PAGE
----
Ways to Resolve the Medical StalemateThe key cause of the protracted medical impasse is the nation＇s medical insurance system, which does not even compensate the doctors for the basic cost of treatment. The current medical insurance system, hurriedly put together by several scholars and bureaucrats during the past military dictatorship, had at least one merit. It offered the majority of people easy access to cheap medical treatment by rapidly expanding to cover the entire population in just 12 years. Nevertheless, it is an irrational system that does not compensate even the basic costs of adequate care. In view of this, the government gave tacit consent to the doctors to recover the losses incurred by treating insured patients by ＂whatever measures they deemed fit.＂ Doctors in turn resorted to ingeniously irregular measures to increase their profits, ranging from excessive treatment to overcharging patients.
Increasing revenues by dispensing medicine is only one of the irregular measures. The policy of forcibly keeping medical fees low for essential treatments caused doctors to neglect their duties to treat the sick. If the situation is left as it is, there is no doubt that this phenomenon will become more widespread.
This is why it is such an urgent task to fundamentally reform the health care system. The problem is that both bureaucrats and the doctors are failing to accurately perceive the essence of the problem, because the irregular management has persisted for several decades.
A pediatrician who runs his own clinic even confessed, ＂Before the government＇s recent attempt at reform, there were doctors with private clinics not even aware that about 60 percent of their revenues came from dispensing medicine.＂ If practicing doctors did not know this, then it goes without saying that the policymakers had even less of a clue. The policymakers reportedly assumed that the proportion of revenues from dispensing medicine at private clinics would be around 30 percent, the same level as at general hospitals.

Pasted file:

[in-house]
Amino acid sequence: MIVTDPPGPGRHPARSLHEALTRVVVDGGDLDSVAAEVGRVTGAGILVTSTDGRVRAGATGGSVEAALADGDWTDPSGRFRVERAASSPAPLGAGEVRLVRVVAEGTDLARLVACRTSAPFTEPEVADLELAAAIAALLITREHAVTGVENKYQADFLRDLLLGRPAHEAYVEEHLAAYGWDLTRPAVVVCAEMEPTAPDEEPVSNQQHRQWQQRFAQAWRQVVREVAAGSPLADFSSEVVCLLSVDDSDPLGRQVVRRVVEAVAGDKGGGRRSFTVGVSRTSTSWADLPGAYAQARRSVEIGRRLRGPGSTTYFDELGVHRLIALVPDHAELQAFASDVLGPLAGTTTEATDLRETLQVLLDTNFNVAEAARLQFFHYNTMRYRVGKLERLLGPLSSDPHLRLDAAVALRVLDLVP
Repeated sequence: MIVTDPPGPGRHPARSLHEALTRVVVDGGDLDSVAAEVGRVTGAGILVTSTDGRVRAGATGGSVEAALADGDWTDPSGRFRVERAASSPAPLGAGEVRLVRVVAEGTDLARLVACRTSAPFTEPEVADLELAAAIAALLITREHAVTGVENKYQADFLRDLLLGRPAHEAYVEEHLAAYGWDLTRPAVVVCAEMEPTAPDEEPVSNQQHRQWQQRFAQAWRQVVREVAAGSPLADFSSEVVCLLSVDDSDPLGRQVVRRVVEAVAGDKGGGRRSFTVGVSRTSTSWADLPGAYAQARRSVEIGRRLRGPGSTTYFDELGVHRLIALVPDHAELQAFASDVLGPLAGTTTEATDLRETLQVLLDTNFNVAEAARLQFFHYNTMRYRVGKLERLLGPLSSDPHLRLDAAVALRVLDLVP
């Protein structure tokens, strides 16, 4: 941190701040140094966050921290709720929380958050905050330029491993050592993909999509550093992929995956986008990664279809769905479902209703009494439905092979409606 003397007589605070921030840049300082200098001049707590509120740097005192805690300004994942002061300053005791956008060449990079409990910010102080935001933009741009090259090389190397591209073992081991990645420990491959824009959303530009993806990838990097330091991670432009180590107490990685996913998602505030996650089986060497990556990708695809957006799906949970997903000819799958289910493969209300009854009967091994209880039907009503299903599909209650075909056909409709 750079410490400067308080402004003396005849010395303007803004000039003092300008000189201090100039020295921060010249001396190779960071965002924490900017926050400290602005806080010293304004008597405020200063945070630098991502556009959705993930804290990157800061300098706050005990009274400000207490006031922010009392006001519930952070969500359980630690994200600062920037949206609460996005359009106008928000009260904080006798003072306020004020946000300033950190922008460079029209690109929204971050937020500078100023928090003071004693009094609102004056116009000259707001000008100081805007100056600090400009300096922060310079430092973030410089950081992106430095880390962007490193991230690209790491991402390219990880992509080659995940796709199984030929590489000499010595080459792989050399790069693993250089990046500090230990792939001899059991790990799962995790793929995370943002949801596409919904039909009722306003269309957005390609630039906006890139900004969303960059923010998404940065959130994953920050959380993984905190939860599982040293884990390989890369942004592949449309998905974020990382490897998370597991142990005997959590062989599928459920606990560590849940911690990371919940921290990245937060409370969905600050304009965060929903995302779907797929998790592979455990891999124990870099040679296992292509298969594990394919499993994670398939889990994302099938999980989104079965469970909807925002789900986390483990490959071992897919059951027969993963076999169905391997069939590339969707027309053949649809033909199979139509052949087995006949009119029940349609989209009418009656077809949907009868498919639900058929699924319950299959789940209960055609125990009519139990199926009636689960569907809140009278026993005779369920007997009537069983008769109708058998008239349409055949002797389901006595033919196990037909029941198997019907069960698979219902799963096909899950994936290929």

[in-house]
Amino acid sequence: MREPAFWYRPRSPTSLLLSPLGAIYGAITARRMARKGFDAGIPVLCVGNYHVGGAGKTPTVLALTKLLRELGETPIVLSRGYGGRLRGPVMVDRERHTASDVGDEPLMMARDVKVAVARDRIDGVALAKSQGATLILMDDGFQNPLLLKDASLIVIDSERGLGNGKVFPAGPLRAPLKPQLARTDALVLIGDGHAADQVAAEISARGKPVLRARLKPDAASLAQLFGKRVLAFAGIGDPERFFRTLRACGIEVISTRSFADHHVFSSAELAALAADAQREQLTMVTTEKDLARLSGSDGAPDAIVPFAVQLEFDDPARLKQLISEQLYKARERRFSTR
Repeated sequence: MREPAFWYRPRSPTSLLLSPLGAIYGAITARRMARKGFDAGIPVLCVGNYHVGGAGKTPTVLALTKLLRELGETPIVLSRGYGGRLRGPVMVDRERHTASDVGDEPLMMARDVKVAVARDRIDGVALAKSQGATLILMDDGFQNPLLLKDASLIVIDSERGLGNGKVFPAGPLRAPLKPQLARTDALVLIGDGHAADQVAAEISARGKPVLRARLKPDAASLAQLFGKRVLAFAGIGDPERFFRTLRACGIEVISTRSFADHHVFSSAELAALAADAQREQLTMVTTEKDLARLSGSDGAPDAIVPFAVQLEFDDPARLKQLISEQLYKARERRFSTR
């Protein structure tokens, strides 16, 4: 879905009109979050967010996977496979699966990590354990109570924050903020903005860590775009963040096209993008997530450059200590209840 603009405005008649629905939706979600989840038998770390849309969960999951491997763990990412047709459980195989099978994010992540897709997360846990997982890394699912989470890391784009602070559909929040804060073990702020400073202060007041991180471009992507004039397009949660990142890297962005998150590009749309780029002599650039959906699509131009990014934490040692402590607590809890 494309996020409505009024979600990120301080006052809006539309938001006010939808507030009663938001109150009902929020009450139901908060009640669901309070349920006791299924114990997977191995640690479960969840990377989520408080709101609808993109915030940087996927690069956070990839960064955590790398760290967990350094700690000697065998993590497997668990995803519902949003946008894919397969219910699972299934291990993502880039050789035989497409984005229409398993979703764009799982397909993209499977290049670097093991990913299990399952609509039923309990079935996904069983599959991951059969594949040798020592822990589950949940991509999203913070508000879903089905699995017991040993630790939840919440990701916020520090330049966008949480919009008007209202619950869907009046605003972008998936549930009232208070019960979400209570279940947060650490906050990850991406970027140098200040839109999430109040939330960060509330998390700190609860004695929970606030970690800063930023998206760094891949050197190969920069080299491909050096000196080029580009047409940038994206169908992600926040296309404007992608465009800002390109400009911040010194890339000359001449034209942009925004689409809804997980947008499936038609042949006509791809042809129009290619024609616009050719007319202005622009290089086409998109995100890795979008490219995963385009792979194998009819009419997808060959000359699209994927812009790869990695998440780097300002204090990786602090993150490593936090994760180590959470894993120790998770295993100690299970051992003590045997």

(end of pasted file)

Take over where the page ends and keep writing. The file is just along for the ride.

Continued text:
The new medical reform, aimed at separating the overlapping roles of doctors and pharmacists, was enforced though critically disabled by a lack of understanding of all the relevant facts, and sparked fierce resistance from doctors. The government went on to respond in a manner that drove the doctors into a drawn-out dispute.
A case in point is the arrest of the chairman of the Korean Medical Association, a person who is unlikely to go into hiding. His arrest effectively served to block the channel of dialogue with the medical community. It is inevitable that compromise will prove elusive in the absence of dialogue, which in turn causes protests to intensify. In the process, the real power of the protest movement shifted from the elderly practitioners, who at least have a general understanding of the reality, to the young specialists, who have clung stubbornly to rigid principles.
The government＇s measures to cope with the specialists＇ strikes were also hopeless beyond words. For instance, it threatened the striking doctors with military conscription - a highly impractical, if not totally fanciful, measure. It fanned the anger and has simply aggravated the current situation.
The current gridlock can never be resolved through makeshift and stopgap measures.
Medical insurance coverage is a basic right every citizen should be able to enjoy. It is an important institution that cannot rely solely on the doctors＇ sense of duty. For its success, the government has to take practical measures to improve the overall health care system so that everyone can receive quality medical services.
The government should guarantee a basic medical service for all, and allow doctors to charge more for those who desire - and can afford - a higher quality service. In this way, the overall quality of medical service would improve, and the profits could be used to upgrade medical services for the general public.
Medical practice is a service. If a service is to improve, there must be investment and competition. Instead of unilaterally lowering the quality of medical service to a mediocre standard for the entire population, the government should encourage investment and competition so that deserving doctors prosper. Only then can the people have trust in the medical system.
Both the government and the medical community must accept and admit that they are both sinners before the people and engage in dialogue to come up with a reliable blueprint for medical reforms.